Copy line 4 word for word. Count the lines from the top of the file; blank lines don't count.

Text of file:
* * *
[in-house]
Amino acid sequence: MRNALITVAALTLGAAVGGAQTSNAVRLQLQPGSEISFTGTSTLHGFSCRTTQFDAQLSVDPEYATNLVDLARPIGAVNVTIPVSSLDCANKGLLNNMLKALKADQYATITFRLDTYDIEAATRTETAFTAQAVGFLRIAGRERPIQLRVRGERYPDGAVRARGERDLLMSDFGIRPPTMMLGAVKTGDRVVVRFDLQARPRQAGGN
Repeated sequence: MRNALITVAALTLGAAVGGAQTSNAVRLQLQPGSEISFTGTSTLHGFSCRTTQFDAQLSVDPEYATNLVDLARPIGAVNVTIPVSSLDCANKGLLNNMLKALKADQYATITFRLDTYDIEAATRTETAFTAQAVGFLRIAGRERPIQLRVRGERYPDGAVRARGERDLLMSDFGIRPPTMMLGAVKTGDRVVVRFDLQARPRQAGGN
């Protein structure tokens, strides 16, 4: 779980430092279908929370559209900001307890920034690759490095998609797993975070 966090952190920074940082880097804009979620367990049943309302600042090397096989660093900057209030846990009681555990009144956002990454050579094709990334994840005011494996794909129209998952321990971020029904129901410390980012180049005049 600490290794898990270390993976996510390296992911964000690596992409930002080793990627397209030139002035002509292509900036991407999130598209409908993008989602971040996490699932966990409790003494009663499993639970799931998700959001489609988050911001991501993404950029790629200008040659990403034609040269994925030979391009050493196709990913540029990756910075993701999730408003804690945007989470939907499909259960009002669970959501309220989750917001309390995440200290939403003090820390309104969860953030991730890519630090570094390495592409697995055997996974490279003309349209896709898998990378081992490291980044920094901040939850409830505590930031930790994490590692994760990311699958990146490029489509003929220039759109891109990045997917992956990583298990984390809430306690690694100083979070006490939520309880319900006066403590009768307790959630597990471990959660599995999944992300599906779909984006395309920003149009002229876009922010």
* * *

């Protein structure tokens, strides 16, 4: 779980430092279908929370559209900001307890920034690759490095998609797993975070 966090952190920074940082880097804009979620367990049943309302600042090397096989660093900057209030846990009681555990009144956002990454050579094709990334994840005011494996794909129209998952321990971020029904129901410390980012180049005049 600490290794898990270390993976996510390296992911964000690596992409930002080793990627397209030139002035002509292509900036991407999130598209409908993008989602971040996490699932966990409790003494009663499993639970799931998700959001489609988050911001991501993404950029790629200008040659990403034609040269994925030979391009050493196709990913540029990756910075993701999730408003804690945007989470939907499909259960009002669970959501309220989750917001309390995440200290939403003090820390309104969860953030991730890519630090570094390495592409697995055997996974490279003309349209896709898998990378081992490291980044920094901040939850409830505590930031930790994490590692994760990311699958990146490029489509003929220039759109891109990045997917992956990583298990984390809430306690690694100083979070006490939520309880319900006066403590009768307790959630597990471990959660599995999944992300599906779909984006395309920003149009002229876009922010």